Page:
What we get for our yearly subscription is a quarterly CD-ROM for each state that only runs on Windows. You can, with some difficulty, export the titles of the code as Microsoft Word files in .rtf format. Well, we now have 8 quarterly releases of code extracted as .rtf files and hosted on the Internet Archive, with transformations to Open Document format. These .rtf files are not the greatest. Any links have been removed and there is no structure—lists, for example, are not lists, just ordinary paragraphs.

Today, I am delighted to announce that we’ve taken the next step. Working with my friends at Unicourt and their crack engineering team in Mangaluru, India, we’re releasing today a github repository that transforms those .rtf files into beautiful html. The RTF parser is the code that does the transformation. It puts structure, metadata, and accessibility back to the code. Any pointers to other code sections are marked, tables of contents now work properly, and we’ve tagged references to other resources such as the U.S. Code, Code of Federal Regulations, and other federal and state materials so that over time these will become more and more useful. A second github repository holds the Georgia transforms and over the next year, we’re going to be adding Arkansas, Colorado, Kentucky, Mississippi, and Tennessee. We’re also hoping to add an xml diff capability, so we can generate redlines. If you just want to browse the html files, you can also view them on the Internet Archive. For example, here is Title 1 of the OCGA, current as of August, 2020. Just for good measure, we also added opinions of the Attorney General and the court rules….”

#EmpoweringLibraries – join the campaign – Internet Archive Blogs

“Libraries have a crucial role in a democratic society. They ensure that marginalized groups have free access to books and that knowledge is preserved for future generations. 

But this role is under threat. We urgently need your support to protect the right of libraries to continue doing their vital work. 

Borrowing digital books is a lifeline for people who cannot physically reach a library, such as those in rural communities or affected by an emergency, as well as for people with print disabilities.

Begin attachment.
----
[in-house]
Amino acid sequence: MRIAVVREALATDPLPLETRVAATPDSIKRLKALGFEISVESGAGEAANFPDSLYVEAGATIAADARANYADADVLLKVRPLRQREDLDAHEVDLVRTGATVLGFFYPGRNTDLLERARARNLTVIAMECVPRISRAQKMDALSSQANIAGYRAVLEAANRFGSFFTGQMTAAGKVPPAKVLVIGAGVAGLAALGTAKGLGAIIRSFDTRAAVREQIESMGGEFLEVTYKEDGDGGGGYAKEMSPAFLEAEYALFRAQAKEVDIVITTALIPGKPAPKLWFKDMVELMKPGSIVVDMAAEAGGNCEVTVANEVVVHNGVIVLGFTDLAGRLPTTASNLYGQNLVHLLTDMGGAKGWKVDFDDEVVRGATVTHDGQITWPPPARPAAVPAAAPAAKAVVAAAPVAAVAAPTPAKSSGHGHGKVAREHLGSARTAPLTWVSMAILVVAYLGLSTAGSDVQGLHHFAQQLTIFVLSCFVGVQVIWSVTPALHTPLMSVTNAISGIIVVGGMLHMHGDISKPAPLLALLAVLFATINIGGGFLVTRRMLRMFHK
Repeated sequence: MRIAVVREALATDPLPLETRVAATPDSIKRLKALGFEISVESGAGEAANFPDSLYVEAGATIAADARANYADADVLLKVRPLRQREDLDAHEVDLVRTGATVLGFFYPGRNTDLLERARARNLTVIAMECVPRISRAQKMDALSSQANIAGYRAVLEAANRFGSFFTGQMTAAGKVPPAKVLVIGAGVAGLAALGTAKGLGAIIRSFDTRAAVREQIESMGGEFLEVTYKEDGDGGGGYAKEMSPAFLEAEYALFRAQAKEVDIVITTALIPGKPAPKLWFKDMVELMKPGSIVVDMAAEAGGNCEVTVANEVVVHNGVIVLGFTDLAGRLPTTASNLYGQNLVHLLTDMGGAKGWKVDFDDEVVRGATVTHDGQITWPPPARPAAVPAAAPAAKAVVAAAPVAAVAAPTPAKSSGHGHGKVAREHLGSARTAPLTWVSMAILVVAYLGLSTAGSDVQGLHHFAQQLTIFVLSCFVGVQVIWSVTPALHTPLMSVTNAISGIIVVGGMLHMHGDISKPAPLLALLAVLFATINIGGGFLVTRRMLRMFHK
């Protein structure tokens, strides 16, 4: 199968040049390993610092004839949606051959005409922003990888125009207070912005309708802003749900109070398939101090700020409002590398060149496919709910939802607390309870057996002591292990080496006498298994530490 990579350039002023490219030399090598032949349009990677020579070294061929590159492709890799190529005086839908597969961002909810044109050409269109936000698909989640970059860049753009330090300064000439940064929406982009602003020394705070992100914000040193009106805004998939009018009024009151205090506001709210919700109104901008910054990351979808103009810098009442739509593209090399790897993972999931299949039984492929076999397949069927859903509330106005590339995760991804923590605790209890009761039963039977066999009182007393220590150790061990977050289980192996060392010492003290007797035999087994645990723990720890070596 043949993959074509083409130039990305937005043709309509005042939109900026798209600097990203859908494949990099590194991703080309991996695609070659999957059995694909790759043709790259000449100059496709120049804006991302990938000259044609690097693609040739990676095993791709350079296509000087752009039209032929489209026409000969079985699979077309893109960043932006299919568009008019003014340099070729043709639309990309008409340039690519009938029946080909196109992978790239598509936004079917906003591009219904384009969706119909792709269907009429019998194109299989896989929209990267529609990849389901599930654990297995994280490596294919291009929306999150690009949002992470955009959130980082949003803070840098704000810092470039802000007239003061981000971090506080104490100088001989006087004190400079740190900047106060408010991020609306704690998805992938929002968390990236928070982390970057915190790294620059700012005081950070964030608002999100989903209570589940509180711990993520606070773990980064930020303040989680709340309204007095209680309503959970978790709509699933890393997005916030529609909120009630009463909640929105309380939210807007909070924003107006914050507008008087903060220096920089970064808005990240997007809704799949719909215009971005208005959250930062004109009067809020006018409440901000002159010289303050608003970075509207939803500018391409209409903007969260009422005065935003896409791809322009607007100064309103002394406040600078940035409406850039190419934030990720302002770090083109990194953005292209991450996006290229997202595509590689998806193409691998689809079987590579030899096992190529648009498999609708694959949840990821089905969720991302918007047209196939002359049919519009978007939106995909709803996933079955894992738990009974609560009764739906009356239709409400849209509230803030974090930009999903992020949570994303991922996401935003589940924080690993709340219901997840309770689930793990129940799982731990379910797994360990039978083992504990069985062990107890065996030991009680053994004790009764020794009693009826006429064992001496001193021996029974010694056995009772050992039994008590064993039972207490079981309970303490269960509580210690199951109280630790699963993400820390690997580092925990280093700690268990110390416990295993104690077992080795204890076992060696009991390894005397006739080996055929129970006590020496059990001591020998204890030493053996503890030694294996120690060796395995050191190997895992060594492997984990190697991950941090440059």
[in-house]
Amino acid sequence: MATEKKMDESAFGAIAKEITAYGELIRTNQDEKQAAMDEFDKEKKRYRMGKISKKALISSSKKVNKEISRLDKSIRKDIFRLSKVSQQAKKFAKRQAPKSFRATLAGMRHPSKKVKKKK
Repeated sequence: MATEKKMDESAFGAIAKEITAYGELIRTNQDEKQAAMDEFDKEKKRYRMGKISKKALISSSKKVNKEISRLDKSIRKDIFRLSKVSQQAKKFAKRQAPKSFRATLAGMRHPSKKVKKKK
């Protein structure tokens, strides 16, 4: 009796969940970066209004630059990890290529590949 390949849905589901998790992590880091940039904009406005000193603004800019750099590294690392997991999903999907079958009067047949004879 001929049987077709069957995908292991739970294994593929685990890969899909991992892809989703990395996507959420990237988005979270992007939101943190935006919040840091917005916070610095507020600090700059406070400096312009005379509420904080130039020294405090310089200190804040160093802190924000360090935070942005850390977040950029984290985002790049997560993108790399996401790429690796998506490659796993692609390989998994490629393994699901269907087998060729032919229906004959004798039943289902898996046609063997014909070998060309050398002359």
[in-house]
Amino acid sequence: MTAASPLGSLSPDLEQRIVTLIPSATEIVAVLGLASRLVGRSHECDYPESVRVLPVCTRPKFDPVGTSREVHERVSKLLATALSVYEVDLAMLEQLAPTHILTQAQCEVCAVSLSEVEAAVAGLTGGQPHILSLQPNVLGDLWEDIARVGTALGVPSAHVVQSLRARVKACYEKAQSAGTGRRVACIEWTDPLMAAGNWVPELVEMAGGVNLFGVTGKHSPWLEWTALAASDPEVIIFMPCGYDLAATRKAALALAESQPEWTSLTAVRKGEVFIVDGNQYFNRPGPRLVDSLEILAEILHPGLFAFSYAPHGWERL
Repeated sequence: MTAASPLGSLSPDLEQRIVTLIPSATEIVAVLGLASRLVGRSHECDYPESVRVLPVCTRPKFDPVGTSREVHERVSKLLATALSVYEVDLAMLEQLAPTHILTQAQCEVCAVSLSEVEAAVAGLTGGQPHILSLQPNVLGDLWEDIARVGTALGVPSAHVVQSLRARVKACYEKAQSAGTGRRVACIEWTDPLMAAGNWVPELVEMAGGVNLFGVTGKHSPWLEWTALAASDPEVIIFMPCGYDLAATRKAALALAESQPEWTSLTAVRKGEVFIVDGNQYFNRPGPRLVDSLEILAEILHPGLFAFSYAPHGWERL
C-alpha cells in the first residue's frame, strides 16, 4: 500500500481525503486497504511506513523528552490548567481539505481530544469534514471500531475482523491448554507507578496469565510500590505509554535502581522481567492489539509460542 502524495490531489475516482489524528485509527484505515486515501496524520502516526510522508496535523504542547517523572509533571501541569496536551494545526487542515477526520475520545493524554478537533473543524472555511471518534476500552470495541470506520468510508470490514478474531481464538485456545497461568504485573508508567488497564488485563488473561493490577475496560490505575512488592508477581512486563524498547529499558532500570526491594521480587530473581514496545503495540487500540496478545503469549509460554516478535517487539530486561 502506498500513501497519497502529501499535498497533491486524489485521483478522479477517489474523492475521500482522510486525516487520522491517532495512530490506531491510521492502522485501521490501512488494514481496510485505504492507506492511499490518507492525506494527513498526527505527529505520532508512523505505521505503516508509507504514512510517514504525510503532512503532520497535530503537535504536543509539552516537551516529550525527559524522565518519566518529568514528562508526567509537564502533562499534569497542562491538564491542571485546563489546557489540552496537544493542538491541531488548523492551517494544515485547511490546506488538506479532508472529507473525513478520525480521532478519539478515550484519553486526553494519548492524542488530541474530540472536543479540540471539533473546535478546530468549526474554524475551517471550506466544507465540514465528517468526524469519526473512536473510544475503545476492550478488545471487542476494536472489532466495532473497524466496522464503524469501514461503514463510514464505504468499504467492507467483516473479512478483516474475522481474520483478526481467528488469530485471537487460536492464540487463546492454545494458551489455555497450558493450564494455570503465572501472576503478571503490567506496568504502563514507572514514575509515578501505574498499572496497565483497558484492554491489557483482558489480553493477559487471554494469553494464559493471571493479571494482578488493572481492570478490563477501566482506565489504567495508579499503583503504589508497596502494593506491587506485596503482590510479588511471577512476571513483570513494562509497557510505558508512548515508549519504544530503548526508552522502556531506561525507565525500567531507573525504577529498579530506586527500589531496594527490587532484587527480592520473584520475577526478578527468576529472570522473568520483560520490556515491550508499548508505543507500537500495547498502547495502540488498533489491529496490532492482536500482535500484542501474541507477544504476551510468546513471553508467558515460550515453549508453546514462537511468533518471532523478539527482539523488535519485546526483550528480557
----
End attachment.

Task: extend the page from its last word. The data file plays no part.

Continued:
Libraries rely on a well-established practice known as controlled digital lending to reach these communities. The practice allows libraries to lend out each book they own in either a physical or a digitized format.

Digitizing books also enables libraries to fulfill their age-old role as guardians of cultural posterity. As library shelf space grows increasingly limited due to lack of funding, many valuable collections are saved from landfill only by being digitally archived. 

A new lawsuit by four corporate publishers against the Internet Archive attempts to outlaw controlled digital lending. Libraries would no longer be able to lend digital versions of their books or digitize their collections. …”

Internet Archive Responds to Piracy Charges | CCC’s Beyond the Book

“According to the filing, says [Andrew Albanese of Publishers Weekly], the Internet Archive “does what libraries have always done: buy, collect, preserve, and share our common culture. Its untested legal theory of Controlled Digital Lending (CDL) is [allegedly] a good faith and legal effort specifically designed to ‘mirror traditional library lending online.’

[Still quoting Albanese:] “Contrary to the publishers’ accusations, the filing states, the Internet Archive, and the hundreds of libraries that support CDL, are not pirates or thieves, they are librarians, striving to serve their patrons online just as they have done for centuries in the brick-and-mortar world.” …”

Judge Sets Tentative Trial Date for November 2021 – Internet Archive Blogs

“This week, a federal judge issued this scheduling order, laying out the road map that may lead to a jury trial in the copyright lawsuit brought by four of the world’s largest publishers against the Internet Archive. Judge John G. Koeltl has ordered all parties to be ready for trial by November 12, 2021. He set a deadline of December 1, 2020, to notify the court if the parties are willing to enter settlement talks with a magistrate judge.